A simple definition of hazardous waste is waste that can cause harm to human and the environment. Wastes are classified as hazardous if they exhibit any of four primary characteristics based on physical or chemical properties of toxicity, reactivity, ignitability and corrosively.
- Toxic wastes are those that are poisonous in small or trace amounts. Some may have acute or immediate effect on human or animals. Carcinogenic or mutagenic substances, such as pesticides and heavy metals, cause biological changes in the children of exposed people and animals.
- Reactive wastes are those that have a tendency to react vigorously with air / water and / or are unstable to shock or heat, generating toxic gases or exploding during routine management, such as gun powder and nitro glycerine.
- Ignitable waste burns at relatively low temperatures (<60°C) and is capable of spontaneous combustion during storage, transport or disposal, e.g. gasoline, paint thinners and alcohol.
- Corrosive waste destroys materials and living tissues through chemical reactions, such as acids.
The main sources of hazardous waste are chemical manufacturing companies, petroleum refineries, paper mills, smelters and other industries. Tens of thousands of different chemicals are used in industries every day. When used incorrectly or inappropriately, they can become health hazards. PCBs (Polychlorinated biphenyls) are one example of commonly used, but potentially hazardous chemicals. They are resistant to fire and do not conduct electricity very well, which makes them excellent materials for several industrial purposes. PCBs retain their toxic characteristics for dozens of years. They cause long-term exposure problems to both human and wildlife. Rainwater can wash PCBs out of disposal areas in dumpsites and landfills thus contaminating the water table. Annually, several million tons of hazardous waste is generated worldwide.
Hazardous waste can be treated by chemical, biological, thermal and physical methods. Chemical methods include ion exchange, precipitation, oxidation and reduction, and neutralization. One biological treatment method of certain organic wastes, such as those from the petroleum industry, is called landfarming. The waste is carefully mixed with surface soil and microbes that can metabolize the waste are added, along with nutrients. In some cases, a genetically engineered species of bacteria is used. Microbes can also be used for stabilizing hazardous wastes on previously contaminated sites; in that case the process is called bioremediation.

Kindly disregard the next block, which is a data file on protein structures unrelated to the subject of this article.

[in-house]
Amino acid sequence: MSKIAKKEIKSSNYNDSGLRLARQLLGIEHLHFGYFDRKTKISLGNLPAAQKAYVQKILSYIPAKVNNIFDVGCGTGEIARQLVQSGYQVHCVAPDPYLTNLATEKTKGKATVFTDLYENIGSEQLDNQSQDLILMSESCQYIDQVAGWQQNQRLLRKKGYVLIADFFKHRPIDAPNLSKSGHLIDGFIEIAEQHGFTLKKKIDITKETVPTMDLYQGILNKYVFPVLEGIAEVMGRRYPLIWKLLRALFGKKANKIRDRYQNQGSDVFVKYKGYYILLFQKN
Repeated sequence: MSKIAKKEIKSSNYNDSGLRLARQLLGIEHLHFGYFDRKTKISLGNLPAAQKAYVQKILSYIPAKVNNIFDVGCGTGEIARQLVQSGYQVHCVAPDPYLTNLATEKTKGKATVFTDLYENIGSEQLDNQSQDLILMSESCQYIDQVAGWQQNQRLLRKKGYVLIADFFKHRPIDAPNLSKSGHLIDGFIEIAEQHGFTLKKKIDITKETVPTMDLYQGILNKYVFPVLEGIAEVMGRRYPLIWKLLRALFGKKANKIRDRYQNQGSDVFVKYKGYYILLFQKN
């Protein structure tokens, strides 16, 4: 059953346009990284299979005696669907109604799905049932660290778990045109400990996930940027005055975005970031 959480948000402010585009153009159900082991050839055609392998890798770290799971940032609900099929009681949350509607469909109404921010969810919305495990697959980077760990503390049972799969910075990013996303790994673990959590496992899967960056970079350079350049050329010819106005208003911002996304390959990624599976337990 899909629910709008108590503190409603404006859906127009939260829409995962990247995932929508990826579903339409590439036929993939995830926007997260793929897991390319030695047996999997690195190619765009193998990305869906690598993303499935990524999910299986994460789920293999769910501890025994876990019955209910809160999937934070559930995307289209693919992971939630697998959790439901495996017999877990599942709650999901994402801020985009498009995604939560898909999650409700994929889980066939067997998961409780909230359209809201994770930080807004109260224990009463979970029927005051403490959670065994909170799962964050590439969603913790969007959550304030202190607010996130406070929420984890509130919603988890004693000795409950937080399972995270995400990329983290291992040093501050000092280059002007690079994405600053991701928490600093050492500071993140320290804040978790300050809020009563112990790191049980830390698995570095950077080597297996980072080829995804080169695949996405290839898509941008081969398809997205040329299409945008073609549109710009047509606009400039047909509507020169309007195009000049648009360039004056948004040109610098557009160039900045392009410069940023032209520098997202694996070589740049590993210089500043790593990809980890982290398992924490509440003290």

Among thermal methods is high-temperature incineration, which not only can detoxify certain organic wastes but also can destroy them. Special types of thermal equipment, such as the wasteWOIMA® waste-to-energy power plant, are used for burning waste in either solid, liquid, or sludge form. One problem posed by hazardous-waste incineration is the potential for air pollution, which must be managed in accordance with relevant regulations using best available technologies (BAT).
The chemical, biological and thermal treatment methods outlined above change the molecular form of the waste material. Physical treatment, on the other hand, concentrates, solidifies, or reduces the volume of the waste. Physical processes include evaporation, sedimentation, flotation, and filtration. Yet another process is solidification, which is achieved by encapsulating the waste in concrete, asphalt, or plastic. Encapsulation produces a solid mass of material that is resistant to leaching. Waste can also be mixed with lime, fly ash, and water to form a solid, cement-like product. These methods require energy and the mixing medium, both of which are available at the wasteWOIMA® plant. Thus, the hazardous waste can generate the very means required to render it inert, a true win-win situation.
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WOIMA Corporation is a Finnish supplier of best-in-class waste-to-value products, projects and services worldwide. We have developed solutions that enable us, and the customer, to transform and recycle virtually any waste stream into raw materials and energy. At WOIMA we combine Finnish engineering know-how in waste management with power generation design expertise. These solutions are used in Finland every day. They support the circular economy ideology and ensure that less than 1% of Finland’s waste ends up in landfills.
Our mission is to improve quality of life both locally and globally, as well as empower people to utilize waste as a commodity. Our decades of international project management experience ensure an on-time, in-budget and high-quality WOIMA solution delivery across the globe.